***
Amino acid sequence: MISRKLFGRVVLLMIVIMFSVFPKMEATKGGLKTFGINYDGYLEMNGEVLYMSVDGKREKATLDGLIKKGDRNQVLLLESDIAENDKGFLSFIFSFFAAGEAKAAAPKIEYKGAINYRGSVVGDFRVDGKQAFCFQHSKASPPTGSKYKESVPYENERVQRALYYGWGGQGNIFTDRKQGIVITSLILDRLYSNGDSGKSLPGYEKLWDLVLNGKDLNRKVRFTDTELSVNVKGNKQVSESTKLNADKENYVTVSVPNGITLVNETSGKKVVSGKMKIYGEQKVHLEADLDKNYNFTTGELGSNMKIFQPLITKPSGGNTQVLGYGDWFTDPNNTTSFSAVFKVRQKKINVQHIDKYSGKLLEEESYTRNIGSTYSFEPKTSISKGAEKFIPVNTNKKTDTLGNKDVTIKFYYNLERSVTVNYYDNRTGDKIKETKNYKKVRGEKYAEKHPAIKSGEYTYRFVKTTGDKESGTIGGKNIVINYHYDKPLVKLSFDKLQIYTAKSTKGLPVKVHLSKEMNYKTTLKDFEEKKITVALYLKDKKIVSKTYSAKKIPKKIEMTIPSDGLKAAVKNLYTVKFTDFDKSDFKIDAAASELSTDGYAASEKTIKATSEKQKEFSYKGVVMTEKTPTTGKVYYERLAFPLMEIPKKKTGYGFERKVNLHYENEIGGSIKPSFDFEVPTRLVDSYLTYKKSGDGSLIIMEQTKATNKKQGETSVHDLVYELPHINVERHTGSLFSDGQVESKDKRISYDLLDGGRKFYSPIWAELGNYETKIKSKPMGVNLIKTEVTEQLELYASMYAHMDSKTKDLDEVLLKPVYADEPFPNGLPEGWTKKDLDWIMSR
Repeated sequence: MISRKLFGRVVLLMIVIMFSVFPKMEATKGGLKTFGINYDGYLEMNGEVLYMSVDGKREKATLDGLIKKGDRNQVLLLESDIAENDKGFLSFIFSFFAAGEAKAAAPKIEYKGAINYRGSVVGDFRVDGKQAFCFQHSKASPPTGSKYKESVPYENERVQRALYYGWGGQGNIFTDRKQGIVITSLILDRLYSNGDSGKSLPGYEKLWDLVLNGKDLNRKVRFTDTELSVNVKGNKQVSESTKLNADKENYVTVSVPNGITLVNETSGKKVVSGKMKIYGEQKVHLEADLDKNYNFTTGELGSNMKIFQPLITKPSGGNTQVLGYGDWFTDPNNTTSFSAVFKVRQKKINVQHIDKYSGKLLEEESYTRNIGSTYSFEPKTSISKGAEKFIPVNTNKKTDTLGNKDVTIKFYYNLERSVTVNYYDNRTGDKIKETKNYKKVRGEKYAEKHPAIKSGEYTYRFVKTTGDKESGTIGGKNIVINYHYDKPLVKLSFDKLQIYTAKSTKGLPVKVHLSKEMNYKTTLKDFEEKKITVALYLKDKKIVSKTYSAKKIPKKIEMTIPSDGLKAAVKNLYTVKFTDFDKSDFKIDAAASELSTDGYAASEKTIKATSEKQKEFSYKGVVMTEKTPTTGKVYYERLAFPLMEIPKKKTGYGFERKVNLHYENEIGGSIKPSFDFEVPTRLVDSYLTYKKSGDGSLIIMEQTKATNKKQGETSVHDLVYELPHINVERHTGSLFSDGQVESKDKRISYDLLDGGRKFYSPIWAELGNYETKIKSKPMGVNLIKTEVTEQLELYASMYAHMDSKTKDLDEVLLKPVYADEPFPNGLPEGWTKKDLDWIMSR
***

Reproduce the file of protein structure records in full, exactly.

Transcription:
Amino acid sequence: MISRKLFGRVVLLMIVIMFSVFPKMEATKGGLKTFGINYDGYLEMNGEVLYMSVDGKREKATLDGLIKKGDRNQVLLLESDIAENDKGFLSFIFSFFAAGEAKAAAPKIEYKGAINYRGSVVGDFRVDGKQAFCFQHSKASPPTGSKYKESVPYENERVQRALYYGWGGQGNIFTDRKQGIVITSLILDRLYSNGDSGKSLPGYEKLWDLVLNGKDLNRKVRFTDTELSVNVKGNKQVSESTKLNADKENYVTVSVPNGITLVNETSGKKVVSGKMKIYGEQKVHLEADLDKNYNFTTGELGSNMKIFQPLITKPSGGNTQVLGYGDWFTDPNNTTSFSAVFKVRQKKINVQHIDKYSGKLLEEESYTRNIGSTYSFEPKTSISKGAEKFIPVNTNKKTDTLGNKDVTIKFYYNLERSVTVNYYDNRTGDKIKETKNYKKVRGEKYAEKHPAIKSGEYTYRFVKTTGDKESGTIGGKNIVINYHYDKPLVKLSFDKLQIYTAKSTKGLPVKVHLSKEMNYKTTLKDFEEKKITVALYLKDKKIVSKTYSAKKIPKKIEMTIPSDGLKAAVKNLYTVKFTDFDKSDFKIDAAASELSTDGYAASEKTIKATSEKQKEFSYKGVVMTEKTPTTGKVYYERLAFPLMEIPKKKTGYGFERKVNLHYENEIGGSIKPSFDFEVPTRLVDSYLTYKKSGDGSLIIMEQTKATNKKQGETSVHDLVYELPHINVERHTGSLFSDGQVESKDKRISYDLLDGGRKFYSPIWAELGNYETKIKSKPMGVNLIKTEVTEQLELYASMYAHMDSKTKDLDEVLLKPVYADEPFPNGLPEGWTKKDLDWIMSR
Repeated sequence: MISRKLFGRVVLLMIVIMFSVFPKMEATKGGLKTFGINYDGYLEMNGEVLYMSVDGKREKATLDGLIKKGDRNQVLLLESDIAENDKGFLSFIFSFFAAGEAKAAAPKIEYKGAINYRGSVVGDFRVDGKQAFCFQHSKASPPTGSKYKESVPYENERVQRALYYGWGGQGNIFTDRKQGIVITSLILDRLYSNGDSGKSLPGYEKLWDLVLNGKDLNRKVRFTDTELSVNVKGNKQVSESTKLNADKENYVTVSVPNGITLVNETSGKKVVSGKMKIYGEQKVHLEADLDKNYNFTTGELGSNMKIFQPLITKPSGGNTQVLGYGDWFTDPNNTTSFSAVFKVRQKKINVQHIDKYSGKLLEEESYTRNIGSTYSFEPKTSISKGAEKFIPVNTNKKTDTLGNKDVTIKFYYNLERSVTVNYYDNRTGDKIKETKNYKKVRGEKYAEKHPAIKSGEYTYRFVKTTGDKESGTIGGKNIVINYHYDKPLVKLSFDKLQIYTAKSTKGLPVKVHLSKEMNYKTTLKDFEEKKITVALYLKDKKIVSKTYSAKKIPKKIEMTIPSDGLKAAVKNLYTVKFTDFDKSDFKIDAAASELSTDGYAASEKTIKATSEKQKEFSYKGVVMTEKTPTTGKVYYERLAFPLMEIPKKKTGYGFERKVNLHYENEIGGSIKPSFDFEVPTRLVDSYLTYKKSGDGSLIIMEQTKATNKKQGETSVHDLVYELPHINVERHTGSLFSDGQVESKDKRISYDLLDGGRKFYSPIWAELGNYETKIKSKPMGVNLIKTEVTEQLELYASMYAHMDSKTKDLDEVLLKPVYADEPFPNGLPEGWTKKDLDWIMSR